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hen the Swiss-based pharmaceutical giant Novartis needed a new 
supercomputer for designing drugs, the company found it already had 
one. It was hidden in the unused computing power the company had 
available in the thousands of PC's that were already being used in its 
offices.

Novartis used American software technology to harness the power of its 
office personal computers, but European and American scientists and 
government officials said that Europe was moving faster than the United 
States to capitalize on the approach, which is called grid computing.

Grids lash individual computers together, tapping their unused power to 
tackle complex computing chores beyond the scope of isolated 
processors. They are being called upon by scientists and corporations 
for a variety of applications, including building low cost 
supercomputers and creating work groups that can span cities or even 
the globe.

The shift underscores more than a new style of computing. It also 
signals a new reality in the transfer of computer technologies. The 
global Internet is accelerating the rate at which new technologies can 
be deployed anywhere, frequently shortening or even erasing the 
certainty of American technological leadership.

"Europe has decided that this is a real competitive advantage,'' said 
Peter A. Freeman, assistant director of the National Science Foundation 
here for computer and information science and engineering. "And they 
are going after it."

Novartis used software by United Devices of Austin, Tex., to link 2,700 
desktop personal computers to help create drugs. This summer the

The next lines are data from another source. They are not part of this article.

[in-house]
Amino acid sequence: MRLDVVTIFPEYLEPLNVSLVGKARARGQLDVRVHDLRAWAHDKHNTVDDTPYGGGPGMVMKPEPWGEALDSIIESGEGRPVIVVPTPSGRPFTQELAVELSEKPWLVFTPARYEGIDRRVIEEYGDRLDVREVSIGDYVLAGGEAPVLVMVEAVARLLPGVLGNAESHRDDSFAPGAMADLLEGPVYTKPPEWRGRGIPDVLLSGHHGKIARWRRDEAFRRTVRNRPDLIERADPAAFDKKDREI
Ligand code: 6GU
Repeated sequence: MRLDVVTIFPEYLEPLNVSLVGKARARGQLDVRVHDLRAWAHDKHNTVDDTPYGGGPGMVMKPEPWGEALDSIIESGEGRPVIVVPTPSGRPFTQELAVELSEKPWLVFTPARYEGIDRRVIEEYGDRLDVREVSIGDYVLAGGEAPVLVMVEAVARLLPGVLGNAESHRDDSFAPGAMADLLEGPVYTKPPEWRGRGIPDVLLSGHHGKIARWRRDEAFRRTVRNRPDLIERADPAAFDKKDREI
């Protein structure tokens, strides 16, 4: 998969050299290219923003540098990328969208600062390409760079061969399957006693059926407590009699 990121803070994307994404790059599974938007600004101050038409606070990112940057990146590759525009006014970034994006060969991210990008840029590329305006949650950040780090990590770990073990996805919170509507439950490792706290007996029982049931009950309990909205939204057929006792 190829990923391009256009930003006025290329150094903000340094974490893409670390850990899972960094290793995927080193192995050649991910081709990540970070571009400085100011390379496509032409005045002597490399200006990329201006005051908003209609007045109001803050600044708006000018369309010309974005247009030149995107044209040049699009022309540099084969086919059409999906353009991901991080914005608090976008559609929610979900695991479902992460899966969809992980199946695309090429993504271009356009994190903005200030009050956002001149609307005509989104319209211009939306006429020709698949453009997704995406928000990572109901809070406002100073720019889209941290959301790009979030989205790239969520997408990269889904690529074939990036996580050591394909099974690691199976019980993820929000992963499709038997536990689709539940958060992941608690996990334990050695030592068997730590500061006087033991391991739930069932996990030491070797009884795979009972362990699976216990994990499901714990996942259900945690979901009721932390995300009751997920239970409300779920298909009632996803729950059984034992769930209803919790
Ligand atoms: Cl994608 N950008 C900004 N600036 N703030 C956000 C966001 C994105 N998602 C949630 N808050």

company said that it had discovered several promising new chemical 
molecules with its grid and it planned to expand the system to its 
entire corporate network of 70,000 personal computers.

Europe's rush to grids underscores cultural and political differences 
between it and the United States, technologists in each area say. While 
American universities and companies often lead the innovation parade, 
the United States sometimes becomes hamstrung in putting new 
technologies into use by a proliferation of competing computing and 
telecommunications standards and by government reluctance to 
orchestrate industrial policies.

By contrast, European governments have traditionally been more 
effective in deploying unified standards and concentrating on 
technologies that appear to offer an economic advantage. But that extra 
help can lead to big mistakes, occasionally pushing technologies so far 
ahead of the market that they never deliver a reasonable payoff.

Cellphone networks are an example of the difference. Although the 
technology was invented in the United States, the current European